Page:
This lesson is way overdue. I apologize for the delay.
In the last basics lesson, I spoke about writing simple sentences, which are the building blocks of composition. You can write using only simple sentences. However, doing so will make your work sound simplistic, choppy, and monotonous. Complex sentence add a bit of variety to your writing, which increases interest and improves your "voice."
Topic and punctuation are key in writing complex sentences. Poor use of punctuation results in confusion and run-on sentences. Changes in topic place a phrase outside the idea being spoken of within the sentence, so those phrases would belong in a different sentence.
Let's take a look at the different forms complex sentences can take.
Compound sentences are a common form of complex sentence, and they are the simplest to understand. These are the sentences where two independent clauses are joined using a comma and a conjunction. An example would be: Suzy made an apple pie, and she gave it to her grandma.
Suzy made an apple pie, is an independent clause, meaning it is capable of being a simple sentence if left on its own. The same is true of the clause, she gave it to her grandma. Both sentences speak about the same topic: Suzy and the pie she made. Therefore, they can be connected with a comma after the first independent clause and a conjunction to form a compound sentence.
Conjunctions are connecting words such as and, but, if, however, and therefore.
Simple Sentence with Introductory Clause
These seem to be my personal favorite given the frequency in which I write them when roughing out new stories.An introductory clause is a group of words that define when, where, or how the rest of the sentence occurs, but it cannot stand on its own. These clauses should always be set off with a comma.
An example of a simple sentence with an introductory clause would be as follows. After she finished the pie, Suzy set it on the table. Here “after she finished the pie” is the introductory clause. “Suzy set it on the table,” is an independent clause, otherwise known as a simple sentence.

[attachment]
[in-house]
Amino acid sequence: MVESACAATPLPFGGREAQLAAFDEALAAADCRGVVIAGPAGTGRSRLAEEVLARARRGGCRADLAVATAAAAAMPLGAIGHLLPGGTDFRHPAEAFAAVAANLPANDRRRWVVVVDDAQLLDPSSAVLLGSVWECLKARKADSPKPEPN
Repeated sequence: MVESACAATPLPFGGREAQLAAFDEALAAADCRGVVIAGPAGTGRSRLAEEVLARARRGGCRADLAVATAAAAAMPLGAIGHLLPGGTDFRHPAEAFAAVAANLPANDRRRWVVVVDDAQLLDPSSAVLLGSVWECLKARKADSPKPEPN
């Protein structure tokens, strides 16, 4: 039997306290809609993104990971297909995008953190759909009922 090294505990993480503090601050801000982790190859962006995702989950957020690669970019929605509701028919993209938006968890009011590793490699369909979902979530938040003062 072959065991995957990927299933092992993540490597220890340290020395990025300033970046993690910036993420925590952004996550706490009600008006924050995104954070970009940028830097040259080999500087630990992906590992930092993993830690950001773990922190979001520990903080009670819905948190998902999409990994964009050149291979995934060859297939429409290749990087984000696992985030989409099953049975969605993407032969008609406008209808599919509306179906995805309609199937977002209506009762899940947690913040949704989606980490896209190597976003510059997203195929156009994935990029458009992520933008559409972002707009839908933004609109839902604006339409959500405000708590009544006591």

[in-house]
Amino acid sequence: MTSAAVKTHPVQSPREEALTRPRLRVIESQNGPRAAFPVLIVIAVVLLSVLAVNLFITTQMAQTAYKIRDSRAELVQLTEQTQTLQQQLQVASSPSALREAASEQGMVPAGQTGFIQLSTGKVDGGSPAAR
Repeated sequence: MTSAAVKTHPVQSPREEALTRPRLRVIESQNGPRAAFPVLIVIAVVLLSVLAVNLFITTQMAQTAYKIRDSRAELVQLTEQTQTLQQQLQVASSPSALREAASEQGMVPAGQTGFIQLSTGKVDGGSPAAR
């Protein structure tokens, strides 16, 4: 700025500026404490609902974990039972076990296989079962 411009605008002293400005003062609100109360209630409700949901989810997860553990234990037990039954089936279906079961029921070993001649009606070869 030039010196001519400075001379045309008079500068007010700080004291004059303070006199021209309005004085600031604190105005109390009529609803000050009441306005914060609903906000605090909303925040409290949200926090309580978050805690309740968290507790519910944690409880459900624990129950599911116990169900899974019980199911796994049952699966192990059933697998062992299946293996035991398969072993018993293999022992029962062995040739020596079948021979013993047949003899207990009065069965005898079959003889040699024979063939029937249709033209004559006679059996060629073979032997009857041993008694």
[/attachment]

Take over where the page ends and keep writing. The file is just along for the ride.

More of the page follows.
Simple Sentence with Dependent Clause
These sentences are a lot like simple sentences with introductory clauses, but the dependent clause can be placed anywhere within the sentence. Most often you will find them set off either with commas or preceded by the words “that” or “which.”
Here are a few examples.
Suzy set the pie on the table, which was across the room. The table, with three leaves added to it, was so big it lined the whole left wall. It was covered with a tablecloth that was only long enough to cover half of it.
The first and last examples have the dependent clauses at the end of the sentences, and the second has the dependent clause in the middle of the sentence.
This type of sentence can become tricky when determining whether or not you need a comma. The basic rule of thumb is to use a comma before, and after when necessary, if the dependent clause is not essential to what you are trying to say. If it is necessary, leave the commas out. However, when the dependent clause gives a concession, you’ll always want to set it off with a comma before the clause. Those will almost always start with words such as although, whereas, though, or even though. Think argument, counter argument.
Compound Complex Sentences
Our last group tends to be a headache. These are the sentences where you have two independent clauses joined together as well as a dependent clause somewhere in the mix. Punctuation can become tricky with them, and they easily become too wordy and complicated to convey a clear idea. Less is more with compound complex sentences.
An example would be as follows. By the time everyone arrived for dinner, Suzy’s pie had finished cooling, and it cut into beautiful, even slices.
In the example above you have an introductory clause followed by a one independent clause joined to another with a comma followed by the word “and.” For simplicity’s sake, approach these sentences as if they were their simpler version first. Follow the punctuation rules we discussed earlier when writing the complex sentence. Then follow standard punctuation when joining it to your other simple sentence. Although you can technically join two complex sentences, it’s unadvisable unless they are two short and simple ones. Otherwise you’re just begging to confuse your reader.
I came down with a cold Sunday afternoon before I had a chance to try and simplify this lesson for the elementary version. I'll include it with the next back to basics post. I don't want to try and write out a lesson when I'm so doped up on cold medicine, I'm having a difficult time staying awake. I doubt it'd make much sense.
A. B. England is a novelist, all around geek, avid crafter, and the home-schooling mother of two.
She is an autistic creator with a love of mythology, fantasy, and all flavors of science fiction.
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